The Sant Cugat City Council accuses Convergència and the PDeCAT in the ‘3% case’ | Catalonia

The City Council of Sant Cugat del Vallès has accused the extinct Convergència (CDC) and its successor, the PDeCAT, in case 3%. The Consistory, historic bastion of conservative nationalism now in the hands of Esquerra, exercises the accusation in the case opened by the National High Court for the alleged payment of commissions in exchange for public works. In a letter accessed by EL PAÍS, Sant Cugat concludes that Artur Mas’s party and his political heir benefited from illegal payments, and asks for the confiscation of 143,800 euros.

Sant Cugat is the municipality with the highest per capita income in Catalonia. Convergència took power in 1987 and did not release it until three decades later, after a pact between ERC, the socialists and the CUP. The city is also a key scenario in the payment of commissions to the nationalist party. A sports pavilion is one of the three works that appear in the sentence of the Palau case, which for the first time credited the illegal funding of the CDC. Sant Cugat reappeared in the case 3%, which is a kind of extension of the previous one that coincides in time, in part, with the arrival of Mas to the Generalitat.

The letter of the Consistory, as injured in the case 3%, it is limited to the only work under suspicion in the municipality: a building of 72 houses in Rabassaires square. The project was awarded to the construction company Teyco for 4.6 million in March 2009. Teyco was one of the companies that, presumably, camouflaged as donations to foundations in the orbit of the CDC what, in reality, were bribes.

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Sant Cugat asks for the ex-treasurer of Convergència Daniel Osácar (already sentenced in the palau case) one year in prison for influence peddling and the payment of a fine of 287,600 euros. In the case of the administrator of Teyco, Jordi Sumarroca, he requests a year in prison for the same crime and a fine of 9.2 million, double the benefit obtained with the award. The brief maintains that they acted in common agreement and “in concert with other people who have not been determined in the investigation”, but with sufficient “ties and ascendancy” over the City Council and over the municipal company that awarded the works, Promusa.

In May 2009 —between the award date and the signing of the contract—, Osácar sent an email to Sumarroca asking for the certification of two donations made by the company to foundations related to Convergència, of 50,000 euros each. Later, Teyco made another donation of 43,800 euros. That exchange “would evidence the consideration obtained” by the party, according to the letter. In the safe of Sumarroca’s bedroom, in addition, documents were found that link donations and awards; one of the names on the list is Sant Cugat.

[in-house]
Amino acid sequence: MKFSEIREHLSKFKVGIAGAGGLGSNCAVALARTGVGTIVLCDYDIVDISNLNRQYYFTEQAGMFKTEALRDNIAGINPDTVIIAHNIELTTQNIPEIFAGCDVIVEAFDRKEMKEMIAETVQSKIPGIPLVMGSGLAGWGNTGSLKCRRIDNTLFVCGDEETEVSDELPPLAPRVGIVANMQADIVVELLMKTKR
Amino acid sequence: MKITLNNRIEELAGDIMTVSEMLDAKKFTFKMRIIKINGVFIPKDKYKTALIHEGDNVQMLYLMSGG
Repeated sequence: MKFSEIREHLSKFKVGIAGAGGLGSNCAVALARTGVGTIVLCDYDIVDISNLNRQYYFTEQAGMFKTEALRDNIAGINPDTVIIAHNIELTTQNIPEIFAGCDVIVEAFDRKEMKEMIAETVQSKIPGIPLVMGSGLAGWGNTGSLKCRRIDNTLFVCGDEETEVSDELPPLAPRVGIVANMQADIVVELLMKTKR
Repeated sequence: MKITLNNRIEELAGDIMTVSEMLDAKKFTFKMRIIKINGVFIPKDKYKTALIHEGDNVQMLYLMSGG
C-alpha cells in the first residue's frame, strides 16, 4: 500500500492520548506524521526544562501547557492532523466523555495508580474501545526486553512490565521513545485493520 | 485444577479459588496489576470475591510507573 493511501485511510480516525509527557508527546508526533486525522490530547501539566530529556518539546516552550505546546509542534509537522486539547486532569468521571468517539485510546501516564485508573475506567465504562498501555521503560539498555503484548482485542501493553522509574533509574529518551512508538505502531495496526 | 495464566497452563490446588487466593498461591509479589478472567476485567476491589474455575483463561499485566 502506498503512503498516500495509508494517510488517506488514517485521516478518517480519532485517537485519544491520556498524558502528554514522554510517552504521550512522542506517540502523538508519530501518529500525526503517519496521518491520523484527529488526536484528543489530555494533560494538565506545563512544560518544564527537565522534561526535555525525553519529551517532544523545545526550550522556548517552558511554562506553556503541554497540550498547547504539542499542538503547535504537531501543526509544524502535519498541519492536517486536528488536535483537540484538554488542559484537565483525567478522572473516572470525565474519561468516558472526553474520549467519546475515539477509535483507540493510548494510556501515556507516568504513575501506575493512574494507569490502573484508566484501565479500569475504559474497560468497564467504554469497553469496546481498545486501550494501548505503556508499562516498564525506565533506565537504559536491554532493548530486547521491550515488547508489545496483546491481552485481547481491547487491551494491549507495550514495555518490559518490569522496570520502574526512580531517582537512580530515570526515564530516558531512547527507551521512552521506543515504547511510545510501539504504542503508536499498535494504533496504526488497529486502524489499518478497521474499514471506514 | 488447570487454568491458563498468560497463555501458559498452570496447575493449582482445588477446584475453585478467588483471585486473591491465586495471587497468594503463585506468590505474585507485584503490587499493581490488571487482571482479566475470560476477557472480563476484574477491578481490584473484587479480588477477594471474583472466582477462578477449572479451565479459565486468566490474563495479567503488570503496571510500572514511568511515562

When the events of Sant Cugat happened, the legal reform that contemplates the criminal responsibility of legal persons had not yet been approved. For this reason, the Consistory limits itself to asking that both CDC and PDeCAT respond as participants for profit, for having benefited from the commission of a crime. And they request the confiscation of 143,800 euros, the amount of the three donations from Teyco linked to the houses in Sant Cugat. Osácar and the two parties must respond “solidarity” to that figure.

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The City Council concludes that there is an “identity” between CDC and PDeCAT, which shared management bodies and staff. The creation of the PDeCAT —which has no representation in the Catalan Parliament— responds to the sole objective of “disconnecting itself from the responsibilities that the CDC may have incurred”.

In July 2020, the National High Court closed the case on case 3% and prosecuted four people linked to the CDC (including former director Germà Gordó, Mas’s confidant) and another 28 people for criminal organization, fraud, bribery, influence peddling and money laundering. Some defendants negotiate a reduced sentence with the Anti-Corruption Prosecutor’s Office, which has not yet submitted its indictment.

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George Holan

George Holan is chief editor at Plainsmen Post and has articles published in many notable publications in the last decade.

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